As a farmer, I earn my living through my own land. It is in my best interest to take good care of this land and the water that I use for the crops I grow on this land. Growing food to feed your neighbors and the rest of the population is an incredibly noble job and I am honored to do it.
The foremost concern of sustainable farm practices is protecting the water supply. By using irrigation systems with low volume, I am able to conserve water. And using the water from the pond on my property—specifically designed for this purpose—helps me to provide my own source of water and not rely on the local water supply. In this way, I can also ensure that harmful chemicals are not leaching into my soil or water supply. If I am not using them, they aren’t in the run off into the pond. I am lucky that I have had an adequate supply of water for all of the years I have been farming. Some years have not been so great, but I have managed through the systems we have in place here.
Another problem with farming is that most of the equipment we use is gas powered. I have yet to meet an effective solar powered tractor. Maybe one day. Or perhaps I will be able to use an alternative fuel. But in the meantime, other than doing everything by hand, the only thing I can do is use the most fuel-efficient machinery I can and keep it all in good condition. Both of those things are in my own interest anyway. We do use solar panels to generate some of our power and I hope to continue to add more as we go.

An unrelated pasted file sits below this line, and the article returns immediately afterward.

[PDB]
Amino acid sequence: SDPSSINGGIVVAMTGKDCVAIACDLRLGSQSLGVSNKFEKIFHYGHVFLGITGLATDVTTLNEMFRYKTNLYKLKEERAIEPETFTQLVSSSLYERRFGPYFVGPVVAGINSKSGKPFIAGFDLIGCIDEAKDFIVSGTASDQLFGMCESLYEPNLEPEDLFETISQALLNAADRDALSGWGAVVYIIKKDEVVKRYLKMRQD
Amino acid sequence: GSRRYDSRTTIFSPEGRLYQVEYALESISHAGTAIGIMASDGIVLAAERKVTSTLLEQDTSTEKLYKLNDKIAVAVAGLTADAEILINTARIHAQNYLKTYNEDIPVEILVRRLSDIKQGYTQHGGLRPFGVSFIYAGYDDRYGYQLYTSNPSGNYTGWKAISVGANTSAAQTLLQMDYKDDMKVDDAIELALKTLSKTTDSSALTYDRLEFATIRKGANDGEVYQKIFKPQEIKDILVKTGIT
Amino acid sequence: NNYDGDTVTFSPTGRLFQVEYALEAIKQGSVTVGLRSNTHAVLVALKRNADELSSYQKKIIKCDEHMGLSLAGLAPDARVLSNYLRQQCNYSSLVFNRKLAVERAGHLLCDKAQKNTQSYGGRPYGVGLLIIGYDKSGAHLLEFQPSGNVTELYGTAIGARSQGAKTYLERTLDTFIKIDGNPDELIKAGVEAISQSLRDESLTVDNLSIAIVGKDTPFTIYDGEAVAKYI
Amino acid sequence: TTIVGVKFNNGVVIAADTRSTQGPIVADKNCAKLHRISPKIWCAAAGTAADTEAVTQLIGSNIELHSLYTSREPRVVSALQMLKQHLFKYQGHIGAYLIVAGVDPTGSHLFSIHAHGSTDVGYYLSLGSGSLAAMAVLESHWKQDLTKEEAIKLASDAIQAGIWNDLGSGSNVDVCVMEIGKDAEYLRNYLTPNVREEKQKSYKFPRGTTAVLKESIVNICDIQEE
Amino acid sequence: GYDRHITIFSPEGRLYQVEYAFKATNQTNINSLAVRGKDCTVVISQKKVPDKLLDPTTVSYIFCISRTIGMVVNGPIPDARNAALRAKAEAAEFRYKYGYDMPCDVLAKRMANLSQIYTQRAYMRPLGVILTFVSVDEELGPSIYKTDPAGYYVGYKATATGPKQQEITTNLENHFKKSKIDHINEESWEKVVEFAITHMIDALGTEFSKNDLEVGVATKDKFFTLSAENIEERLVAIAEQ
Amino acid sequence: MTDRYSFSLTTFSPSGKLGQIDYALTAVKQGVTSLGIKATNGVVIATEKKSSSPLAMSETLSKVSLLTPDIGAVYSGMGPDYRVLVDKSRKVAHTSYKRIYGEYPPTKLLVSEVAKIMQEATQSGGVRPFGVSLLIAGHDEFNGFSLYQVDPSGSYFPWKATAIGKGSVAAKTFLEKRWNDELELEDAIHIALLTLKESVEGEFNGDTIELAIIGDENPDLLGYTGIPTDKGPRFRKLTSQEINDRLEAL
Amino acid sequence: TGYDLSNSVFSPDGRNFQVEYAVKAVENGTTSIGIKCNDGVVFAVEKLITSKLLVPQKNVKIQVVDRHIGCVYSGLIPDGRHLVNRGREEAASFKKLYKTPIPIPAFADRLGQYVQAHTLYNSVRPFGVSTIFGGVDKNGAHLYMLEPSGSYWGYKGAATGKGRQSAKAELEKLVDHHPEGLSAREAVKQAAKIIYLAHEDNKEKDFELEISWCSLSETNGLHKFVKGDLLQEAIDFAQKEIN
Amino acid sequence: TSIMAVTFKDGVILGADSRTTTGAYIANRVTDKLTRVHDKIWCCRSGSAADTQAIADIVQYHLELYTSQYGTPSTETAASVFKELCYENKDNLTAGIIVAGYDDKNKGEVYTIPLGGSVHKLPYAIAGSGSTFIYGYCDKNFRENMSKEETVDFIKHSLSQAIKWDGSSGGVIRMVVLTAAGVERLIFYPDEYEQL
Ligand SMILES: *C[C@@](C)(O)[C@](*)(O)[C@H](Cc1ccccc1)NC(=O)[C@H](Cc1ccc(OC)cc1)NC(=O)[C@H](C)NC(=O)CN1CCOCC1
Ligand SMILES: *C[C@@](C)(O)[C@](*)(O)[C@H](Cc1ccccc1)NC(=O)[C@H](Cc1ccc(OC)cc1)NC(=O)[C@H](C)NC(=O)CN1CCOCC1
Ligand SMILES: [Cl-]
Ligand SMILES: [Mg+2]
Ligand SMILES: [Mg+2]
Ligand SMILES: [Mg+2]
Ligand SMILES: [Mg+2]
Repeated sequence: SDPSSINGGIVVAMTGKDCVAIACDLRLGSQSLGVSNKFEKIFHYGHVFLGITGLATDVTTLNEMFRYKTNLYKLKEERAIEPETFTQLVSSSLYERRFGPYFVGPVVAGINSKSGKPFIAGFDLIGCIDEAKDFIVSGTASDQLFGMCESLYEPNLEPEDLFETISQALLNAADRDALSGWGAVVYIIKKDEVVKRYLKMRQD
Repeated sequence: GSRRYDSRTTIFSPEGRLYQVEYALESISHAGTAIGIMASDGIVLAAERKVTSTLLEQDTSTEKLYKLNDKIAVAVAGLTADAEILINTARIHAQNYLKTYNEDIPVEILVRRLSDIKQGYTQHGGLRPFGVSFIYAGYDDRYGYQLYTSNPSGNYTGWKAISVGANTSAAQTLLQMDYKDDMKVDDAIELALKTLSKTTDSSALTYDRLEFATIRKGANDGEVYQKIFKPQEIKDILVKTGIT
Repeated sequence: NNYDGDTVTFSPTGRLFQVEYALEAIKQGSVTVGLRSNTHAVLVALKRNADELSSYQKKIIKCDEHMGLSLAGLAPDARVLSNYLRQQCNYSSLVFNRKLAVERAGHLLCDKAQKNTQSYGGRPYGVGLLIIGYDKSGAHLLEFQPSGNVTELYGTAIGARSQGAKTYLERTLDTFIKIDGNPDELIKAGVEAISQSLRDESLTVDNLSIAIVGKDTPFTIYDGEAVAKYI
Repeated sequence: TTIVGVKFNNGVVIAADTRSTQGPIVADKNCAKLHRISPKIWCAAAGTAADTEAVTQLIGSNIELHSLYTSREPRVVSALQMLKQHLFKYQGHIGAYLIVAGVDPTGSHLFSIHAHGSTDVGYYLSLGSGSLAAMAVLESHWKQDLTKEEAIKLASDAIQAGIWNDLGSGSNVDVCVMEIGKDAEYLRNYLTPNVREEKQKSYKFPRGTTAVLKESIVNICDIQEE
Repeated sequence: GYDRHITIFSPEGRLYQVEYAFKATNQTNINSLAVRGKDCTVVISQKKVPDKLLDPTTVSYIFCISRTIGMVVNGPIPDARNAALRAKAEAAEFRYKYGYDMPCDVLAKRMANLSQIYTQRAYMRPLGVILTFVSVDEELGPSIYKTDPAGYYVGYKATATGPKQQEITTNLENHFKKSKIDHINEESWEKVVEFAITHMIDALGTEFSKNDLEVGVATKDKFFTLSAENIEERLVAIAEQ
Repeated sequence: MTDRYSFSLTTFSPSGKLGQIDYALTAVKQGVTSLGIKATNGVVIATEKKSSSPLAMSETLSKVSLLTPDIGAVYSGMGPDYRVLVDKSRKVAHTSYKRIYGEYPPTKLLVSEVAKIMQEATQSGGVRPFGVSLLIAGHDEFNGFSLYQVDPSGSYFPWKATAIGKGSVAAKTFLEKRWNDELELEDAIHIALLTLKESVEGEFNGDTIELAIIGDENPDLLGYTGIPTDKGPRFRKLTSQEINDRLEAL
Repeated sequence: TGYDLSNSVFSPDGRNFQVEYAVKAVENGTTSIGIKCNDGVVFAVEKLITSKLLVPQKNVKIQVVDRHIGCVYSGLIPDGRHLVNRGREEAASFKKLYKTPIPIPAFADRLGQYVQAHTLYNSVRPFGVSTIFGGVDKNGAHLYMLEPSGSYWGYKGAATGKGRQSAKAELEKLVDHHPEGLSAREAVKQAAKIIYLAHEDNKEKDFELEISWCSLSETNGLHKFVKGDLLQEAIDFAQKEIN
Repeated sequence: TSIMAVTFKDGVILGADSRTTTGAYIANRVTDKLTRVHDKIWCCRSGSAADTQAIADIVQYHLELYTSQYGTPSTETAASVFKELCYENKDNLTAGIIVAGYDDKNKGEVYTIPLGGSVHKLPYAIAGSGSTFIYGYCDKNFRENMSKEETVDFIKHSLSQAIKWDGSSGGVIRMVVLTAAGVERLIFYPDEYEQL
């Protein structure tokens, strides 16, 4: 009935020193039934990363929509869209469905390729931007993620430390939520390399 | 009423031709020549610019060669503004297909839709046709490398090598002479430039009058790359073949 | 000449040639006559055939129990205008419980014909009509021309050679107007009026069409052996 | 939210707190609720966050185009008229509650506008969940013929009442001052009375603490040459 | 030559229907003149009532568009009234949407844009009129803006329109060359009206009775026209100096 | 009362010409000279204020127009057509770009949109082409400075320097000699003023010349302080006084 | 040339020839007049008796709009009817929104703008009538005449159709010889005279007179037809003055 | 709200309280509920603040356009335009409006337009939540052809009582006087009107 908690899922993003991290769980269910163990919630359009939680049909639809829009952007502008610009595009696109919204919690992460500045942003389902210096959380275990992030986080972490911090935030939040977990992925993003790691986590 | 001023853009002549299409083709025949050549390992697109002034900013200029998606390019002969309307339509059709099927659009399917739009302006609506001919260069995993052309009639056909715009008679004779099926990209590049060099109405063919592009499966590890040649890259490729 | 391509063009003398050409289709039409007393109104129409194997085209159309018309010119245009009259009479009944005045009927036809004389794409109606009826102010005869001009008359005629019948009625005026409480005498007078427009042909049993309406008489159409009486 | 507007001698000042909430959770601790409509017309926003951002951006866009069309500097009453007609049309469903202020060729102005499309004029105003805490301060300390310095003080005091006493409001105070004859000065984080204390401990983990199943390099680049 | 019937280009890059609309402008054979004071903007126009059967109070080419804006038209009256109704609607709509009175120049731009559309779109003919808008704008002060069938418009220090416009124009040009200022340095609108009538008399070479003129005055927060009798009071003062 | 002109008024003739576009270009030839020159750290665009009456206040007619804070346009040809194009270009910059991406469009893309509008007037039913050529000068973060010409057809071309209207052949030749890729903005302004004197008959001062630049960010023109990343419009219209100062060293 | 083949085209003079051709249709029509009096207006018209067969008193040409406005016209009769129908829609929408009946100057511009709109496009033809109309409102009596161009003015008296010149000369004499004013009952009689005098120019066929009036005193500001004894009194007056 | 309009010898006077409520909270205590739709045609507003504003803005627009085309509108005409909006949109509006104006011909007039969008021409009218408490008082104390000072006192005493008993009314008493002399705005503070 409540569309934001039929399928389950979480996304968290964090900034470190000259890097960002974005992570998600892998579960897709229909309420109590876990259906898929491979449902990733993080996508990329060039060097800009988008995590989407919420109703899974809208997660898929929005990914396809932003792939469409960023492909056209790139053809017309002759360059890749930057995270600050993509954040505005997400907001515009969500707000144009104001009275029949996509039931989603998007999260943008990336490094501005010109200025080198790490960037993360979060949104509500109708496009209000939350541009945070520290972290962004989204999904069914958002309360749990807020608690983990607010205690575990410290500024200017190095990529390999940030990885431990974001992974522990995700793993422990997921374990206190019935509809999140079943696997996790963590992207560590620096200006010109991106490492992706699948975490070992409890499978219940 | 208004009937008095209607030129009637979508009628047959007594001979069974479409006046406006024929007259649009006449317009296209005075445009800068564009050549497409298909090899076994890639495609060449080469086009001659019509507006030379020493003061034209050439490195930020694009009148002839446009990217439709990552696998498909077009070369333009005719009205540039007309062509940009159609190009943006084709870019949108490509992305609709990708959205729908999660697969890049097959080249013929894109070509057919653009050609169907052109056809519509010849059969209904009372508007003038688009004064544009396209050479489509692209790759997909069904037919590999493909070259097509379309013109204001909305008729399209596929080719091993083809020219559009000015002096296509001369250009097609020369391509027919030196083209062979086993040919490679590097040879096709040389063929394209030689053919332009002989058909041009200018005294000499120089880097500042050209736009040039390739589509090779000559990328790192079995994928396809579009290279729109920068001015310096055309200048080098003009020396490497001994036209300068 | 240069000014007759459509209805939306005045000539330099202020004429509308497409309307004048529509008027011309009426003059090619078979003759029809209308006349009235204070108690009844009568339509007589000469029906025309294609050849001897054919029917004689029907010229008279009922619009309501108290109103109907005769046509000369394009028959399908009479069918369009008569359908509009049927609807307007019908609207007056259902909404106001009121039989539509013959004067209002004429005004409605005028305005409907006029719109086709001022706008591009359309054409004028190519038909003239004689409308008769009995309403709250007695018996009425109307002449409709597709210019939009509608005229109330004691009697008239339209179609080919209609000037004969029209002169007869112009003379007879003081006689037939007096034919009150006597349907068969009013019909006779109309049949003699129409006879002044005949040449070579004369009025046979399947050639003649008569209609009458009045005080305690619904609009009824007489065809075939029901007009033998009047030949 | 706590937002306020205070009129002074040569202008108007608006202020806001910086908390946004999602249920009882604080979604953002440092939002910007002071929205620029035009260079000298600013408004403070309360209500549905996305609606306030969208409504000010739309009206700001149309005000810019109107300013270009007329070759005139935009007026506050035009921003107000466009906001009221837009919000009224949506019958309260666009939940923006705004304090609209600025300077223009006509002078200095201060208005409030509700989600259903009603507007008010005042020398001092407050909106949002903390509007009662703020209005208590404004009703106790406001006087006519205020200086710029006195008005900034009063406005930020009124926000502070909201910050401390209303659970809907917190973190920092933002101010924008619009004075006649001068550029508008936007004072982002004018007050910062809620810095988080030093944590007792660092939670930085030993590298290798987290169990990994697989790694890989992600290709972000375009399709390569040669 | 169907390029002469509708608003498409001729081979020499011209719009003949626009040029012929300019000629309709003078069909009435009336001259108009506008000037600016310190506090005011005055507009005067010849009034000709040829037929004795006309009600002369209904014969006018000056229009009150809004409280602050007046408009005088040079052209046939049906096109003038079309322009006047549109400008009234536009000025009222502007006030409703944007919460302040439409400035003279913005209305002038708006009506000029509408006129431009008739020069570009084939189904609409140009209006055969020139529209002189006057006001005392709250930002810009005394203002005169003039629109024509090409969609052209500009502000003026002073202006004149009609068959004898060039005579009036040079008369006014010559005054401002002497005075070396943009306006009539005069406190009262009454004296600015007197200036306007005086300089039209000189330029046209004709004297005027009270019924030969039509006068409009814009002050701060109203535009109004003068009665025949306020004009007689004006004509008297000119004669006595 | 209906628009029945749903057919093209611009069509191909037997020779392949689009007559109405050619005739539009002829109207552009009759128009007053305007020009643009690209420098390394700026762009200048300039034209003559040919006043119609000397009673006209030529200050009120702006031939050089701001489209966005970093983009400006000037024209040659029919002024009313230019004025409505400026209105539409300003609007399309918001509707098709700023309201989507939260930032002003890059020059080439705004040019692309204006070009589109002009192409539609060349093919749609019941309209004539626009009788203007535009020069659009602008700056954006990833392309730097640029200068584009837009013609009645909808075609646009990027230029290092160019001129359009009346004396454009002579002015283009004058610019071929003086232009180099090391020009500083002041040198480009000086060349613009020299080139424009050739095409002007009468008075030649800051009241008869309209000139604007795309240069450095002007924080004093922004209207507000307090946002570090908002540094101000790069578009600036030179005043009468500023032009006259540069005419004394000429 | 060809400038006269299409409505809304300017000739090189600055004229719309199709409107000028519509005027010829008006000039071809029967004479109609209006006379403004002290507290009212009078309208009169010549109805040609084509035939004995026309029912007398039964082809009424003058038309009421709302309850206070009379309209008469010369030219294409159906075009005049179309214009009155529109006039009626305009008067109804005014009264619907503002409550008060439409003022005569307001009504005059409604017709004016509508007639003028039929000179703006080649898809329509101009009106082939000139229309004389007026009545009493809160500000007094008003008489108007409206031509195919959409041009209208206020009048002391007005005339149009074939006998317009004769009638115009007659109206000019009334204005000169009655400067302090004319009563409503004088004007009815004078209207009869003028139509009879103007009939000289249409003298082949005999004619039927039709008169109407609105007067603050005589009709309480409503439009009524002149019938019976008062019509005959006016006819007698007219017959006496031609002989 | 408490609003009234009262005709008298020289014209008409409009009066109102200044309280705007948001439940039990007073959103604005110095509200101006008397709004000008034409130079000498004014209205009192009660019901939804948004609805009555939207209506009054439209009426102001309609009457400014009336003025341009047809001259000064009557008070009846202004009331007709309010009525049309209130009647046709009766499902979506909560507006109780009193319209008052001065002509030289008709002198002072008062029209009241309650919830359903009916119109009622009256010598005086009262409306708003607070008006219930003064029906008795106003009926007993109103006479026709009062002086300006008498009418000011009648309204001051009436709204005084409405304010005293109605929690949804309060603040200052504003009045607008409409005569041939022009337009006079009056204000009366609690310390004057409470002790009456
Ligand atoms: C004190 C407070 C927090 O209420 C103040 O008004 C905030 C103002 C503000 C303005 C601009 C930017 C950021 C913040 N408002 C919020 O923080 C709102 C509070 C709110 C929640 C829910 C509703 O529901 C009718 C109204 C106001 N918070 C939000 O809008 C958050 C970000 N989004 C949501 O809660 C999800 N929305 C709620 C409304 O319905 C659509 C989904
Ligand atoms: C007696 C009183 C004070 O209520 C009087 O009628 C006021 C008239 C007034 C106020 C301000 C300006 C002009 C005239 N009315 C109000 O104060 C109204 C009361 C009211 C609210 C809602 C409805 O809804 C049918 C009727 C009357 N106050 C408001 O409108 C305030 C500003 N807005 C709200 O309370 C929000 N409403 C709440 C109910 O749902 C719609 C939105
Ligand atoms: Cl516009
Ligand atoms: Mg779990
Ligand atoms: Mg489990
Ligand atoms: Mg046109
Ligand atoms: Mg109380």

We have to take very good care of the soil if we want it to continue being used for growth. Plants can rob soil of every nutrient it has and make the ground barren. That is a real concern for farmers because then that land cannot be used to plant anymore. Rotating the type of crops planted and proper tillage can help. ‘Listening’ to the ground is probably the best advice I can offer, though. You need to grow crops that are suited to your land and the conditions of your environment, not the crop that is going to make you the most money. Honestly, when you try to force crops to grow where they don’t belong will cost you more in the long run as you struggle to take care of them. Crop rotation and planting cover cropswill keep the weeds and bugs out when done properly, and has the added benefit of keeping the soil from eroding. And farms that have livestock have a pretty natural form of fertilizer available to them for free.
By taking care of my land and water supply, I can continue to farmhere as long as I can afford to keep my doors open and seeds in the ground. When I use smart practices to grow crops now, I know that I am ensuring that my children can run the farm long after I am gone.